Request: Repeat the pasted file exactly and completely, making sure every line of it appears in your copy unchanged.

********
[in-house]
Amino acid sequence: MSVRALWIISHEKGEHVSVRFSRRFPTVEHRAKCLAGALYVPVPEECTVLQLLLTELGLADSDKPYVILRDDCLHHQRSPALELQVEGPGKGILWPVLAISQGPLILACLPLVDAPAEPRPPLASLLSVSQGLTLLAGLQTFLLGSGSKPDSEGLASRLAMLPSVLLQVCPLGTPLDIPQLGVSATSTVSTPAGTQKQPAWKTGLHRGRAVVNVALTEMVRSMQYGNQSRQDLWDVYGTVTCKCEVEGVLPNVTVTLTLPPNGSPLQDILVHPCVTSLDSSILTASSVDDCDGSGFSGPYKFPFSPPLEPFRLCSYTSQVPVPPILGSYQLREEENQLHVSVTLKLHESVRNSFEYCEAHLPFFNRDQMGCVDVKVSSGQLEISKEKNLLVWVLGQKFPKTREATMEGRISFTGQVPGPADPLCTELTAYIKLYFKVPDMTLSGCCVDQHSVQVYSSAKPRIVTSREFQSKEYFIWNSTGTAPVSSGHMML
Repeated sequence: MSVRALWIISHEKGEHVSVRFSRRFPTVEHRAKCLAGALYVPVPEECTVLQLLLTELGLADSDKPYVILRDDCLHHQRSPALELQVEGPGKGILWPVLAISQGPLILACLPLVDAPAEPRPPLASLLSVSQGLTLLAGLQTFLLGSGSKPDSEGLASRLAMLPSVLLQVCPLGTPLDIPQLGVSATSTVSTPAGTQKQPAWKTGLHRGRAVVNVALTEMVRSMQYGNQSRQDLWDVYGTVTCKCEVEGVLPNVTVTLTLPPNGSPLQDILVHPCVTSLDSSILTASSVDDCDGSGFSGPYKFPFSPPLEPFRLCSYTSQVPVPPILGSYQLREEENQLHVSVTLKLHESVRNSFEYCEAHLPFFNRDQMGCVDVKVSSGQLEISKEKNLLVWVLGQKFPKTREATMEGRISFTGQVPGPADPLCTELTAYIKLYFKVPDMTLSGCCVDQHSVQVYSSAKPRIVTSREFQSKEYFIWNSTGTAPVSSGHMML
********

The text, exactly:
[in-house]
Amino acid sequence: MSVRALWIISHEKGEHVSVRFSRRFPTVEHRAKCLAGALYVPVPEECTVLQLLLTELGLADSDKPYVILRDDCLHHQRSPALELQVEGPGKGILWPVLAISQGPLILACLPLVDAPAEPRPPLASLLSVSQGLTLLAGLQTFLLGSGSKPDSEGLASRLAMLPSVLLQVCPLGTPLDIPQLGVSATSTVSTPAGTQKQPAWKTGLHRGRAVVNVALTEMVRSMQYGNQSRQDLWDVYGTVTCKCEVEGVLPNVTVTLTLPPNGSPLQDILVHPCVTSLDSSILTASSVDDCDGSGFSGPYKFPFSPPLEPFRLCSYTSQVPVPPILGSYQLREEENQLHVSVTLKLHESVRNSFEYCEAHLPFFNRDQMGCVDVKVSSGQLEISKEKNLLVWVLGQKFPKTREATMEGRISFTGQVPGPADPLCTELTAYIKLYFKVPDMTLSGCCVDQHSVQVYSSAKPRIVTSREFQSKEYFIWNSTGTAPVSSGHMML
Repeated sequence: MSVRALWIISHEKGEHVSVRFSRRFPTVEHRAKCLAGALYVPVPEECTVLQLLLTELGLADSDKPYVILRDDCLHHQRSPALELQVEGPGKGILWPVLAISQGPLILACLPLVDAPAEPRPPLASLLSVSQGLTLLAGLQTFLLGSGSKPDSEGLASRLAMLPSVLLQVCPLGTPLDIPQLGVSATSTVSTPAGTQKQPAWKTGLHRGRAVVNVALTEMVRSMQYGNQSRQDLWDVYGTVTCKCEVEGVLPNVTVTLTLPPNGSPLQDILVHPCVTSLDSSILTASSVDDCDGSGFSGPYKFPFSPPLEPFRLCSYTSQVPVPPILGSYQLREEENQLHVSVTLKLHESVRNSFEYCEAHLPFFNRDQMGCVDVKVSSGQLEISKEKNLLVWVLGQKFPKTREATMEGRISFTGQVPGPADPLCTELTAYIKLYFKVPDMTLSGCCVDQHSVQVYSSAKPRIVTSREFQSKEYFIWNSTGTAPVSSGHMML